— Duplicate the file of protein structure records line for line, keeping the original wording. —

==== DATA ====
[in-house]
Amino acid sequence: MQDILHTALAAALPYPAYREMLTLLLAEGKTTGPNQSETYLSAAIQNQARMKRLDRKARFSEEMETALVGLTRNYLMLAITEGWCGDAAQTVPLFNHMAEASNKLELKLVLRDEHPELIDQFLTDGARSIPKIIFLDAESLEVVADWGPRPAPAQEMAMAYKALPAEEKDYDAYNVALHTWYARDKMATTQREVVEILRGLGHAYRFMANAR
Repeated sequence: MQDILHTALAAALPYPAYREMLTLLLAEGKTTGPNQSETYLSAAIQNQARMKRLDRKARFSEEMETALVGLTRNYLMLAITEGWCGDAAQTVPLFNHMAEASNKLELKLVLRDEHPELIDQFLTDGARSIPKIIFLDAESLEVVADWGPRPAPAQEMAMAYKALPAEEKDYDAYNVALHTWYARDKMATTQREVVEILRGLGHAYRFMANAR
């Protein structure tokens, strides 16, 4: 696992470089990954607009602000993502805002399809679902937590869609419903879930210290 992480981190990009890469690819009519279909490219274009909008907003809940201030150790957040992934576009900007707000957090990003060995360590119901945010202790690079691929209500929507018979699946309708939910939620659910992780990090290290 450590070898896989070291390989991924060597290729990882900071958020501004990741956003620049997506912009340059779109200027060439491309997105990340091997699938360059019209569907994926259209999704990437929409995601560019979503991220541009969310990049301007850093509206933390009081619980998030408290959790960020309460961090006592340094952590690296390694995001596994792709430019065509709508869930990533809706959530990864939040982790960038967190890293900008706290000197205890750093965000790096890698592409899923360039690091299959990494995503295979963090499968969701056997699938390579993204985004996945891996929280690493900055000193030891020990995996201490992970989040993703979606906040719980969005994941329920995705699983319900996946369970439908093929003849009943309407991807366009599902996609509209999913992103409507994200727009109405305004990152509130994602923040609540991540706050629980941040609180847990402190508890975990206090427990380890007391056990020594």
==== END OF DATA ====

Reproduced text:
[in-house]
Amino acid sequence: MQDILHTALAAALPYPAYREMLTLLLAEGKTTGPNQSETYLSAAIQNQARMKRLDRKARFSEEMETALVGLTRNYLMLAITEGWCGDAAQTVPLFNHMAEASNKLELKLVLRDEHPELIDQFLTDGARSIPKIIFLDAESLEVVADWGPRPAPAQEMAMAYKALPAEEKDYDAYNVALHTWYARDKMATTQREVVEILRGLGHAYRFMANAR
Repeated sequence: MQDILHTALAAALPYPAYREMLTLLLAEGKTTGPNQSETYLSAAIQNQARMKRLDRKARFSEEMETALVGLTRNYLMLAITEGWCGDAAQTVPLFNHMAEASNKLELKLVLRDEHPELIDQFLTDGARSIPKIIFLDAESLEVVADWGPRPAPAQEMAMAYKALPAEEKDYDAYNVALHTWYARDKMATTQREVVEILRGLGHAYRFMANAR
């Protein structure tokens, strides 16, 4: 696992470089990954607009602000993502805002399809679902937590869609419903879930210290 992480981190990009890469690819009519279909490219274009909008907003809940201030150790957040992934576009900007707000957090990003060995360590119901945010202790690079691929209500929507018979699946309708939910939620659910992780990090290290 450590070898896989070291390989991924060597290729990882900071958020501004990741956003620049997506912009340059779109200027060439491309997105990340091997699938360059019209569907994926259209999704990437929409995601560019979503991220541009969310990049301007850093509206933390009081619980998030408290959790960020309460961090006592340094952590690296390694995001596994792709430019065509709508869930990533809706959530990864939040982790960038967190890293900008706290000197205890750093965000790096890698592409899923360039690091299959990494995503295979963090499968969701056997699938390579993204985004996945891996929280690493900055000193030891020990995996201490992970989040993703979606906040719980969005994941329920995705699983319900996946369970439908093929003849009943309407991807366009599902996609509209999913992103409507994200727009109405305004990152509130994602923040609540991540706050629980941040609180847990402190508890975990206090427990380890007391056990020594």